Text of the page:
Life Lessons from a Sailor

My positive attitude is taking vacation in the Florida Keys.   I’m eager for it to return home.  Weeks of steroid withdrawal have taken the wind from my sails.  I’ve no forward momentum.  As a sailor, I learned that when this happens, no amount of fretting and frustration will make the wind blow. If the wind dies, you can either choose to be miserable or change your plans, adapt to the circumstances, and put the waiting time to good use.

I wasn’t bothered by being “dead in the water” on the sailboat:  I’d learned to enjoy the mandatory change of pace, even when I wondered how long it would take to get back to the dock. I paid attention to details of the shoreline, currents passing through the water, patterns in the sky; and I thought about life.  I cleaned the deck and coiled ropes.  I dipped my fingers in deep water and had conversations with other people which I still cherish years later.  Sometimes I slipped overboard for a cool swim.  These things couldn’t happen when I was racing down the lake or trying to stay upright in a heavy wind.  Like other sailors, I made the stalled wind into a gift. 

If I could calm my impatience and wait for the return of a breeze years ago, can I translate that learning to current life?  Ah…this is the recurring question. I want to control my life and move it in the direction I want to go, at the speed I want.  I want to race across the water of life, hear its rushing sound along the hull, feel the wind in my hair, and test my skill.

I feel like I’m stuck in the middle of the lake without wind, so I’m going to bring my sailings lessons into my current situation.  I want to make times like this into as much of a gift as quiet time on the water was long ago.   Here’s my plan:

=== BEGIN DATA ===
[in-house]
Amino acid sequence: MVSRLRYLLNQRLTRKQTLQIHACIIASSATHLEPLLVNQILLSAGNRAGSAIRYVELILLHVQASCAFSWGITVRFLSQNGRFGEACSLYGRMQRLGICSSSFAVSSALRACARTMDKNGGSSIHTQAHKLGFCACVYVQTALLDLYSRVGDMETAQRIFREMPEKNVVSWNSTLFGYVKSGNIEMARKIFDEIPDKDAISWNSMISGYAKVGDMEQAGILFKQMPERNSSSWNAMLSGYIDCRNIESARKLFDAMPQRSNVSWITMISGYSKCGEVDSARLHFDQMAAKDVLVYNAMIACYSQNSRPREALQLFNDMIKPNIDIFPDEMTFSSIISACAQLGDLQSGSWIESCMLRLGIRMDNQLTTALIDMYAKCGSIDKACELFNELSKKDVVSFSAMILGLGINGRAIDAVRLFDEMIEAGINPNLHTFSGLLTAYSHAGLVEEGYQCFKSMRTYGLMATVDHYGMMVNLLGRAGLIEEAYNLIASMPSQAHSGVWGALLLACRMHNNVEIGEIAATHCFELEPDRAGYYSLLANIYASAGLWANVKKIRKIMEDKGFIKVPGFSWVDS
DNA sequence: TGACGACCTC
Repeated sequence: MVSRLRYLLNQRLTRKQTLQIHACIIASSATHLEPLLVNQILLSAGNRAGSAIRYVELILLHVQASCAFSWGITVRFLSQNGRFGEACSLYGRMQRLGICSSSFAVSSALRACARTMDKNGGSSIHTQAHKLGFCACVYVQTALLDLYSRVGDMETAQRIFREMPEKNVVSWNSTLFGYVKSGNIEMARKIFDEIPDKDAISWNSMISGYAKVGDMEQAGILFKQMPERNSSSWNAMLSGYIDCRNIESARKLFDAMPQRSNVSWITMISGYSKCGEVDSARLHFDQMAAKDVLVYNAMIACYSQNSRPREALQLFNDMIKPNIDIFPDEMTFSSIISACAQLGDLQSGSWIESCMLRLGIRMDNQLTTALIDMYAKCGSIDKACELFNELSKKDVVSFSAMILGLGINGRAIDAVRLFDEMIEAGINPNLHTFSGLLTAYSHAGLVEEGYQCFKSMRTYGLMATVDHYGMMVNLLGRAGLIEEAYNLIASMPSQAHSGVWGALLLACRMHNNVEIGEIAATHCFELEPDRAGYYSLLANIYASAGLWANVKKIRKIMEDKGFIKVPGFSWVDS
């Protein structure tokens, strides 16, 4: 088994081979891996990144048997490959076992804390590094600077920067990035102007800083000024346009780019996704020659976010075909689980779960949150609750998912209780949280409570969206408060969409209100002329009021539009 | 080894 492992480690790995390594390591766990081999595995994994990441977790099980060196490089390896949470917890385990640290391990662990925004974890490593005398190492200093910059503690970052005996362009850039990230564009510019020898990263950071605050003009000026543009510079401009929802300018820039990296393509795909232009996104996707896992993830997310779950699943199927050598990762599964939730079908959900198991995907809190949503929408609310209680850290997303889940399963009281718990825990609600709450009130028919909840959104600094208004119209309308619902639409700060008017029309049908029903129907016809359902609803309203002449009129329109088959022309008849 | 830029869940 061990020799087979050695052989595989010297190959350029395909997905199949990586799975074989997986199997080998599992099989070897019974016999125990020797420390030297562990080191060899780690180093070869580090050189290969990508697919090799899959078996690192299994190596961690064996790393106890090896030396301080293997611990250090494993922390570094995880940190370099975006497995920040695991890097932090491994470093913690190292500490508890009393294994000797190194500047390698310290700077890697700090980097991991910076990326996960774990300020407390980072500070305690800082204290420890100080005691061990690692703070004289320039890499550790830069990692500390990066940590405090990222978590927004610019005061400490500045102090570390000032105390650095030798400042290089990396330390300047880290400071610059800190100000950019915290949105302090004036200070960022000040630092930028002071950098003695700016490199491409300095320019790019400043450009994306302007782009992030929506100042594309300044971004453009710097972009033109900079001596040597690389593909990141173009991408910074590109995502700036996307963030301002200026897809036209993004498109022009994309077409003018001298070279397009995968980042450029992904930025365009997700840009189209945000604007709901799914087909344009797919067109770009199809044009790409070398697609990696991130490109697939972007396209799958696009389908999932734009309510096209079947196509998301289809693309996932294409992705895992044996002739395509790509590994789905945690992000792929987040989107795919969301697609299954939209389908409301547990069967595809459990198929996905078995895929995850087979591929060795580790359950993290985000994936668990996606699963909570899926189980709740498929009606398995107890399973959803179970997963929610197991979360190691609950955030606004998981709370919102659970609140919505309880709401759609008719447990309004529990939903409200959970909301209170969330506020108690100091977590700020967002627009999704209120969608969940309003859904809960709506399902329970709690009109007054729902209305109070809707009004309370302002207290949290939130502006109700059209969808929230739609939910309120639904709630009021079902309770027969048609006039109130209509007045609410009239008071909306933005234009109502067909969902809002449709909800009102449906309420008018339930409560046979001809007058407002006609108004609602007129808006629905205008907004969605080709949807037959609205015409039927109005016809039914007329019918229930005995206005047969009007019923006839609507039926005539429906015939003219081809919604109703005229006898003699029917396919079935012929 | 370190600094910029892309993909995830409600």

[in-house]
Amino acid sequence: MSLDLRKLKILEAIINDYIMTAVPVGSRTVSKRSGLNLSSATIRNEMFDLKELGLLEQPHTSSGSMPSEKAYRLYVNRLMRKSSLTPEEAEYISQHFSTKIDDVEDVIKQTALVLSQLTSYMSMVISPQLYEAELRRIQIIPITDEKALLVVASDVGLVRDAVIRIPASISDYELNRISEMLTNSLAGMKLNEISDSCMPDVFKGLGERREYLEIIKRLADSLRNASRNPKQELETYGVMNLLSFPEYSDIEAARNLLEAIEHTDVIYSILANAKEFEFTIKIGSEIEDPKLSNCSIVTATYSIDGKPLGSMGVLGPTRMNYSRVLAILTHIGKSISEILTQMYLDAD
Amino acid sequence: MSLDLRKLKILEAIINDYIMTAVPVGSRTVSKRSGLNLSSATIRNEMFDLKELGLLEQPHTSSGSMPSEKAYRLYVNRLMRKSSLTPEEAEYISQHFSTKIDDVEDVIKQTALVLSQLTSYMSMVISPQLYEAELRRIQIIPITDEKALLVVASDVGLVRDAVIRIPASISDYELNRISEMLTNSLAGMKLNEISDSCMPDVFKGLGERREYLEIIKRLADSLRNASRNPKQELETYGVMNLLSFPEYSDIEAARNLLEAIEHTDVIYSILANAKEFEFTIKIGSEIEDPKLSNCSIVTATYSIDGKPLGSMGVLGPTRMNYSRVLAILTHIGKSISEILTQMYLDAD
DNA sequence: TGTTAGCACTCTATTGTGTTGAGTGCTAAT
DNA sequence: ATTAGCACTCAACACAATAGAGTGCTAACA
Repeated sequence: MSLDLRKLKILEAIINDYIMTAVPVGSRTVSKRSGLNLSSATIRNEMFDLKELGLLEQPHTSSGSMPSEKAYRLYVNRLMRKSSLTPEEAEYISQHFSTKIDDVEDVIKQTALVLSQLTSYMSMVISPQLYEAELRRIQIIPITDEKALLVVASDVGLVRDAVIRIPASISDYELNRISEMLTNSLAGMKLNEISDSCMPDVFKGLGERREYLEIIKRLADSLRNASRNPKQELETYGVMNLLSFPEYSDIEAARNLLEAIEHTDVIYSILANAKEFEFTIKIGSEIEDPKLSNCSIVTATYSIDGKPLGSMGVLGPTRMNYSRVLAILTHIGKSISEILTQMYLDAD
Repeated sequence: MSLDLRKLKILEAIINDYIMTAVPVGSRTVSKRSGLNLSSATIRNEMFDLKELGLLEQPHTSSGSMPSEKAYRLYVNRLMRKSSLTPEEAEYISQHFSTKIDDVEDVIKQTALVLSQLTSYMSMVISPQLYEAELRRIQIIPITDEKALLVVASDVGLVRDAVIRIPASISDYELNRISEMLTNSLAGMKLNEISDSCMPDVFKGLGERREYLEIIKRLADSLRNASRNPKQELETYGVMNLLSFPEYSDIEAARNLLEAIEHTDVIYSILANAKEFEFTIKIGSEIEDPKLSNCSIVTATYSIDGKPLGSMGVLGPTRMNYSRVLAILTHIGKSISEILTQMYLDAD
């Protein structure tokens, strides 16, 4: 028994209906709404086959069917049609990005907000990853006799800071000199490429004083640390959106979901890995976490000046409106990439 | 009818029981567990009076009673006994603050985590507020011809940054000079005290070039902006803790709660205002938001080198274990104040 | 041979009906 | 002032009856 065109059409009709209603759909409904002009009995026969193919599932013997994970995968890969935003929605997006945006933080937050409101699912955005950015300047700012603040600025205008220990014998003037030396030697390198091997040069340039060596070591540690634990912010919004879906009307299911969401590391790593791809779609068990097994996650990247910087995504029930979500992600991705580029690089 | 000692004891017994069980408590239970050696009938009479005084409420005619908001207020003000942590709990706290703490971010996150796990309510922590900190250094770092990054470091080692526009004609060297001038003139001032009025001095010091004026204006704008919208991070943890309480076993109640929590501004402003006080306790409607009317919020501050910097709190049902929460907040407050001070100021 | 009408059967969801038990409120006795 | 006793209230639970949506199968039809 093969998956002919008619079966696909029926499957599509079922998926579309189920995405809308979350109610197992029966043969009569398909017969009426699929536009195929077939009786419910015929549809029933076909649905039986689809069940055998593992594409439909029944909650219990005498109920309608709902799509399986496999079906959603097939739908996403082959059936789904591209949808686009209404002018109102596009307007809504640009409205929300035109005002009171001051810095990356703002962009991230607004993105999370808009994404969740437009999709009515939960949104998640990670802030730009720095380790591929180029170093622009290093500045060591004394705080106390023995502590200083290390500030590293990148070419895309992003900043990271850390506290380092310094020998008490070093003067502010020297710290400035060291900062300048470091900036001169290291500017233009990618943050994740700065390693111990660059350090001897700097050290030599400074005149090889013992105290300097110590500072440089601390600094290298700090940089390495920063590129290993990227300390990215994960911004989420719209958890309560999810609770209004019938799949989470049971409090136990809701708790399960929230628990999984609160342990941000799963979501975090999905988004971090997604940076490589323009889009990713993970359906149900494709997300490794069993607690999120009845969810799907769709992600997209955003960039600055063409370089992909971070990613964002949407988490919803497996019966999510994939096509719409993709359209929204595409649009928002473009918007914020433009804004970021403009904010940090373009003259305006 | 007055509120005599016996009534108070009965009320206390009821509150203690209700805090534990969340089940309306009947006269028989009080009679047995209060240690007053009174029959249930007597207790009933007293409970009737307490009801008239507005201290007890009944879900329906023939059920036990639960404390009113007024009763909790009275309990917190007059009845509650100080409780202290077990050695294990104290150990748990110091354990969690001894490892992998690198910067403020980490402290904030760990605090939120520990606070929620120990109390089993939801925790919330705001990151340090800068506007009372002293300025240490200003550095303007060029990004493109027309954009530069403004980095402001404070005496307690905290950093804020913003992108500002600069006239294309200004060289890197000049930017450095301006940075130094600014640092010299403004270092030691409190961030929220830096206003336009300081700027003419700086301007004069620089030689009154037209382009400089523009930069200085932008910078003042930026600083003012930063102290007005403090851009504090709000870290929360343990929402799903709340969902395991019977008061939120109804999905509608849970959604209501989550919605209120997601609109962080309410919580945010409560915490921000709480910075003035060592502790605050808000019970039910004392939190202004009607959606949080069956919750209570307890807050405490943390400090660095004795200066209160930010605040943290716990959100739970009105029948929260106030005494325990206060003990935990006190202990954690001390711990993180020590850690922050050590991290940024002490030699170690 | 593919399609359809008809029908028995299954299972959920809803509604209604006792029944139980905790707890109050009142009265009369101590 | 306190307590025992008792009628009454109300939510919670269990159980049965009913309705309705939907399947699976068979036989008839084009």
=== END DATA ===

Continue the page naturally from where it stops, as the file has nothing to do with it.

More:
• Make a written list of what I’ve done and learned in the past year—externally and internally.  As I remember more items and insights, I’ll write them down.  I quickly lose sight of what I’ve actually done and how much I’ve grown and learned, so the process of making a list puts my life in a context I wouldn’t have otherwise. 
  • Learn from my feelings of frustration, impatience, and worry.  Like fretting about the wind, these feelings don’t help me move forward, so I’ll use them as a window into myself and reflect on their roots.  Based on previous experience I’ll gain important insights, wisdom, peace, and even the restoration of joy through the process.
  • Do what I can do.  Periodically I take a deep breath and, as I exhale, imagine breathing out what I’m not doing that I want do.  I’ll try thinking creatively about how to feed my soul, take care of myself, meet my needs, and do tasks in new ways.

The wind has left my sails at other times in my life and I had the choice either to be miserable or to adapt and create goodness.  I’ve adapted before, and I’m going to make sure I do it again.  God was with me before and can be trusted to lift my sails once more.  Maybe now I’ll get a postcard from the Florida Keys.

Learning:  Even a stalled wind can become a gift if you’re patient, change your plans and perspective to match your new circumstances, and creatively put the new situation to good use.

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